Today, it seems as though “wellness” is the word on everybody’s lips. Every day articles, blogs and videos are published about the most effective routes to health and wellbeing. And if you don’t see enough about it on the TV, then you only have to look around a workplace to see how prevalent it is.

With all of this discussion taking place around wellness, it’s no surprise that employers have paid attention. It’s difficult to get away from the issue and many organisations are taking numerous different steps to try and address the wellbeing of their staff.

There are of course different types of wellness, but the importance of mental wellbeing seems to be recognised the most at the moment. Mental health issues, such as stress and anxiety, are a common topic of discussion within the media today. Every day, new stories are released about the rise of different illnesses and their potential causes. More and more sufferers, including those in the public eye such as Clarke Carlisle, a co-commentator for ITV Football, former footballer and former chairman of the Professional Footballers Association (Mind’s ambassador team), are coming forward to shed light and talk about their experiences. There is also a lot of public support for sufferers too from prestigious figures like the Duke and Duchess of Cambridge who are leading their own mental health campaign called ‘Heads Together’.

Clearly, these stories are becoming more prevalent in the press for a very real reason. A recent NHS study indicates that around 15% of the UK population suffers from depression or anxiety related disorders. Certainly, the number of people applying for support has also increased. In 2007, it was identified that one in four adults (24%) aged 16-74, with conditions such as depression or anxiety in England, were accessing mental health treatment. In contrast in 2014, the figure was one in three adults (37%) aged 16-74.

So clearly mental health is something we are all well aware of, but a type of wellness that is not as well known, or as well discussed, is the issue of financial wellness.

At Balmoral Financial, we really believe in the link between financial wealth and health. According to research carried out by AXA PPP healthcare, a sizeable proportion of employees who’ve had financial difficulties say that their mental health (76%) and physical health (50%) have also been adversely affected. Financial worries can be extremely distracting in the workplace and, as a result, severely impact productivity. Therefore, businesses have every reason to be as concerned about their employee’s financial wellbeing as they are about their mental or physical health. When it comes down to it, they are both interlinked. So why aren’t people and businesses discussing financial wellness as much as mental wellness?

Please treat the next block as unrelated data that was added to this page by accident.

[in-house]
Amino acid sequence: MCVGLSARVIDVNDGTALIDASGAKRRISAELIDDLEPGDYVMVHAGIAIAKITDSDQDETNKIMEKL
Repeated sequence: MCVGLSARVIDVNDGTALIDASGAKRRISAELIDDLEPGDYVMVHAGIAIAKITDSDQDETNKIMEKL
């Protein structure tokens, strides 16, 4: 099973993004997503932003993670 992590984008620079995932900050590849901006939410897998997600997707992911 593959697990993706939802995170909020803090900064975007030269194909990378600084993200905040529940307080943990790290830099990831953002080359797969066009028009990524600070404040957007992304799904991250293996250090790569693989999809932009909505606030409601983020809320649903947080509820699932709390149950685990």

According to research by Barclays, only two in ten employees are satisfied with the efforts of their employer in helping to manage their finances and one in five said they would value broader financial guidance, debt management and counselling if they were in financial hardship. However, our own research has found that only 18% of HR professionals offer a formal product that is designed to help manage their employees’ financial wellbeing.

There also seems to be a lack of understanding about who is responsible for talking to employees about their financial situation, in order to see what can be done to improve it. 45% of HR professionals questioned in our survey believe that it is the line manager’s role to discuss the issue of financial wellbeing with an employee. It is a difficult, and sometimes awkward, conversation to have. But until more discussion takes place, the impact of poor financial wellbeing will never be recognised as having an impact on mental wellbeing overall.

Luckily there is some light at the end of the tunnel, as our research also identified that when asked which of their current employee benefits was not up to scratch, 37% of HR professionals stated that their money management benefit was most in need of enhancement. Many businesses may worry about what providing employees with a path to financial security means, believing they will have to increase salaries or bonuses to deliver on such a promise. But this just isn’t the case. Caring about your employee’s financial wellness could also mean providing them with access to services like in-depth financial tracking, external advice and guidance around their finances or providing them with access to a loan scheme. For example, employees can take out a loan and then make the repayments via their monthly pay packet. Such a scheme can help employees to consolidate all their existing debts into one place. Debt is clearly a huge problem in this country, as according to The Money Charity people in the UK owed £1.499trillion at the end of August 2016. A loan scheme allows employees to make regular payments through payroll, freeing up their cash flow, so that they can take back control of their financial situation and move towards becoming debt free. In this case, the employer has provided support to the staff member without increasing wages, but holds no responsibility should a member of staff be unable to make a repayment.

In conclusion, today’s focus on wellness, especially mental wellness, shows what a key topic it is for employers. But until the same attention is paid to the importance financial wellness, businesses across the UK will not be able to solve all their issues around their employees’ wellbeing and we will still continue to suffer with our productivity levels.





Karim Peer, CEO of Balmoral Financial